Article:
Dogen’s Poem ‘Kyoto’

Is surely still ablaze with autumn.
In this deep mountain
It hailed this morning
It hails this evening

In this poem, Dogen contrasts the secular life – Kyoto- with the life of Zazen.

The image of the white hail falling on the white mountain, gives a sense of monotony, of sameness, of time passing slowly. We would rather be somewhere else, but we choose to be here.

Very often, it is the same familiar state that we keep returning to during Zazen, and it’s usually disagreeable: boredom, anxiety, disappointment, pain. Hail.

The ego is the membrane between the noise and this familiar state. But it is within this state, which we always wish vainly away, this darkness, that what we are seeking is concealed, concealed in plain sight.


Dogen’s Poem ‘Everyday Life’ [adapted]

Poetry Dogen’s ‘Everyday Life’ [adapted]

On Unseen Mountain
A scarecrow is
Not in vain


The scarecrow standing over a small rice paddy would often be dressed in black, like a monk. He protects that which feeds all beings. So, Dogen is talking about the practitioner and the dharma, and the relationship between them.

Because the scarecrow is fully expressing himself, the rice, the birds, the mountain and all things can fully express themselves. Likewise the bird. Likewise the mountain.

Because the mountain is unseen, the eyes of duality are closed. Because this is so, all being leaps out of a picture and is whole, not fractured.

The scarecrow does not eat yet all things are fed

Since, unlike a Hungry Ghost, the scarecrow is not

smeared across time


Wanshi’s Zazenshin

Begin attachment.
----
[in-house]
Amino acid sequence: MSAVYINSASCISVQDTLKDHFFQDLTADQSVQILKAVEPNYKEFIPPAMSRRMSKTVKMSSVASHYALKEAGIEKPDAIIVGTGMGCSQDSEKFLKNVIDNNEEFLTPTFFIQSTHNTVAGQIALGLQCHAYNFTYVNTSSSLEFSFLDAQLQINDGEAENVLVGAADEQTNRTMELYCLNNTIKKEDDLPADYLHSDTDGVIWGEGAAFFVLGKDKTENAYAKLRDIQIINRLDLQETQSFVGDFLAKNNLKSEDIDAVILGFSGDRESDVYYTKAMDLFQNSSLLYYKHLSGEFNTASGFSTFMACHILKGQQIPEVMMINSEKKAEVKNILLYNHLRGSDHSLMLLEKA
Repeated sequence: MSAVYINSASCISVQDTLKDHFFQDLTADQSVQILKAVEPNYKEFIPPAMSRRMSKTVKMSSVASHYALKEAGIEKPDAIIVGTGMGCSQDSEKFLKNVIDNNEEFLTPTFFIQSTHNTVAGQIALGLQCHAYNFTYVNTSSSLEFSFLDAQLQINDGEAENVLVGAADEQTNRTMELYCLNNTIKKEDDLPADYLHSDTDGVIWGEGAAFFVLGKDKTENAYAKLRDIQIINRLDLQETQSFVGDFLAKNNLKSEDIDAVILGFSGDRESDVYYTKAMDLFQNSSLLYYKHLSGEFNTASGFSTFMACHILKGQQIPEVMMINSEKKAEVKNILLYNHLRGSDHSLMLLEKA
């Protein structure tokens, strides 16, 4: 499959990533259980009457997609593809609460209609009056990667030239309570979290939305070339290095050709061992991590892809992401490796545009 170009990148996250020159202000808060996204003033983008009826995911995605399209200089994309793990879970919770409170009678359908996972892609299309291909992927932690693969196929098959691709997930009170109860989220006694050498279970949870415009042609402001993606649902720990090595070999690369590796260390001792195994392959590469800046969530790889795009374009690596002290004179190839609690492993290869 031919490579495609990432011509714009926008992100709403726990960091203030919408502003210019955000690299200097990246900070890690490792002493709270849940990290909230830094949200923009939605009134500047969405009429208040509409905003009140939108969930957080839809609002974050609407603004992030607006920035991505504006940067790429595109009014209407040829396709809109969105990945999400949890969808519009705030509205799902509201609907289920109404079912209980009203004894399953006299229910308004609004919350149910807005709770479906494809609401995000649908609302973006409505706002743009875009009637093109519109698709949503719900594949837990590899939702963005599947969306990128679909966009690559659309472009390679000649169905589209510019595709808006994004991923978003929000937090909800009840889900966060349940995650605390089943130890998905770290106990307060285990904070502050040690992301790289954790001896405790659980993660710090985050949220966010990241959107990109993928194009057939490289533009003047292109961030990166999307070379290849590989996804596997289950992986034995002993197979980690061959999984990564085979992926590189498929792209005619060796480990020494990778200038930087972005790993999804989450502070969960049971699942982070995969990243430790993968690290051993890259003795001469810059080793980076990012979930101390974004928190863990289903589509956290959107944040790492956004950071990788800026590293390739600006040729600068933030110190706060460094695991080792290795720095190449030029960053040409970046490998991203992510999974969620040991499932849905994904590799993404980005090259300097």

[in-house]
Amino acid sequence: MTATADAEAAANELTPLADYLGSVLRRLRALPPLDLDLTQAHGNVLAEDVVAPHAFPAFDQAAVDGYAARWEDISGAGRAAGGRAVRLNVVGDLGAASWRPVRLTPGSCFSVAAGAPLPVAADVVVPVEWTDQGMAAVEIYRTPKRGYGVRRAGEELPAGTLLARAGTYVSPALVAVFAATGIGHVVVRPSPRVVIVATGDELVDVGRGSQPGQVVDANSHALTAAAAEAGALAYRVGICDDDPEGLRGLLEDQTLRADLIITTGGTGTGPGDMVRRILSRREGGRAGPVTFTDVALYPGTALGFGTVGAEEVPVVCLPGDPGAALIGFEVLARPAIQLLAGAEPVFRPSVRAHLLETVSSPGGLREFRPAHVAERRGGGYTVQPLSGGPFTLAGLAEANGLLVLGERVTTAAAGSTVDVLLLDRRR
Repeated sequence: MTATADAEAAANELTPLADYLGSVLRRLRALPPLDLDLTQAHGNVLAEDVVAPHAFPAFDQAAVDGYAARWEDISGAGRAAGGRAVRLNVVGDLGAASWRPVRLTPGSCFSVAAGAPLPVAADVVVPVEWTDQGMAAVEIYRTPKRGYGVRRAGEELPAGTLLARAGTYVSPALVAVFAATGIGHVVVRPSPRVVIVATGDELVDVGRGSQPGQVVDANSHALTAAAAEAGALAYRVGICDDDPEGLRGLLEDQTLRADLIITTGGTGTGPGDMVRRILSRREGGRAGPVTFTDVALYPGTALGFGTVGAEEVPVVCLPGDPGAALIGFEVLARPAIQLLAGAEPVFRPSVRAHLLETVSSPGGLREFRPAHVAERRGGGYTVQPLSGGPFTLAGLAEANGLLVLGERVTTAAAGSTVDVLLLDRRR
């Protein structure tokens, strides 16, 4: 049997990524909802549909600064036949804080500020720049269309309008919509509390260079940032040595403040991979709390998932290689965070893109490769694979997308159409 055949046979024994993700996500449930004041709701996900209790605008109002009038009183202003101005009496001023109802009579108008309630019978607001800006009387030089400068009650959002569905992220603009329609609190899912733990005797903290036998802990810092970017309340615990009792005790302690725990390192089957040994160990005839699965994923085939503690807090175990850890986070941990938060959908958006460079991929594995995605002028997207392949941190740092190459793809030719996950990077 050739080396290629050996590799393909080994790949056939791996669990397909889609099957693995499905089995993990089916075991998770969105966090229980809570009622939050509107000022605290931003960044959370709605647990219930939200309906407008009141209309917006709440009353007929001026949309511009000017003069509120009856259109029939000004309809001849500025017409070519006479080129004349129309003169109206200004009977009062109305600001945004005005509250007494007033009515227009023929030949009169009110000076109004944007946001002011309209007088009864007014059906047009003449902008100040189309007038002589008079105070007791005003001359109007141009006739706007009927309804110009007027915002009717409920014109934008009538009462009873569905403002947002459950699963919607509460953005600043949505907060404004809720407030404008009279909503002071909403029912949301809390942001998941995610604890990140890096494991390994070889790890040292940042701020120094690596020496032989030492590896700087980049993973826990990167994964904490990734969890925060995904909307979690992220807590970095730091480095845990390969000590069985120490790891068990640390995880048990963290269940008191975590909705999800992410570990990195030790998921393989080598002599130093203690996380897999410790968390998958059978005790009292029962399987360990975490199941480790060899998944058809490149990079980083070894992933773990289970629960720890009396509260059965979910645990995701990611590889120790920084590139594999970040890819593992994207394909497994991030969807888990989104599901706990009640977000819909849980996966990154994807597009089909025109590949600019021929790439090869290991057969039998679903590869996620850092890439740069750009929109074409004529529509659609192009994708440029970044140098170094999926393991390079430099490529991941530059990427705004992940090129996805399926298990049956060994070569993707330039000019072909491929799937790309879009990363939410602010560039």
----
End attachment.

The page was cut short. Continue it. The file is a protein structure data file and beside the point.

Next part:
At the end of the Zazenshin fascicle, master Dogen quotes a poem by Master Wanshi. Wanshi’s emphasis is on the illuminating power of zazen, its capacity for serene reflection. Dogen then re-writes the poem, but changes the emphasis from reflection to exertion. Each of us must offer up their own version, and this is mine:

Pivotal essence of every buddha

Diamond point of every patriarch

Beyond thinking : making real

Beyond piecing together : vividness

Beyond thinking : making real

We are naturally intimate with it

Beyond figuring out, vividness

Your True Self

This making real is intimate with us

There has been no distortion

This vividness is naturally you

Nothing to do with getting or losing

Here there is no distraction

Discarding nothing yet free

Not a matter of right or wrong

Aiming for nothing yet fully exerting

The water is clear, right to the bottom

Fishes swim like fish

The sky is vast, clear to the heavens

Birds are flying like birds




The whole grass world cannot be seen
In the snowy field
A white heron is hiding himself
Using his own form

Dogen reverses the usual metaphor for non differentiation, darkness, by using whiteness, snow, instead [very richly, I think], and shows how zazen is an activity [hiding] from moment to moment, not a state. And also, what is hidden and what is apparent is reversed. Activity and Differentiation are hidden, but not erased, and Wholeness [which is usually hidden, but always there] is visible, and by illuminating what is usually hidden, we can see that these are both part of the same ‘thing’, even though we can only ever express half [as the Genjokoan says ‘one half is illuminated, the other is dark’].

The poem is my free translation which differs from the poem in Steven Heine’s book of Dogen’s poetry, ‘The Zen Poetry of Dogen’, in which he titles it ‘worship’, but the word literally means ‘prostrations’ which I think is more acute. Master Shohaku Okumura (Sanshin Zen Community, Indiana) gave a translation of this poem at Sanshinji Temple, and for him, the most important part of the poem is ‘using his own form’, and so he reversed the order of the poem, putting the winter grasses at the start of the poem, rather than the end. I have re -rendered “winter grasses” as “the whole grass world”, because I wanted to emphasise the wholeness within which differentiation [grasses] occurs, and thus, the non duality of differentiation and One-ness. I also wanted to re-work the first line to infer that the Wholeness of which we are part cannot be ‘seen’, because we are part of it [although it can be experienced], and also [making the same point] to allow the first line to be read by itself, as well as in conjunction with the second line..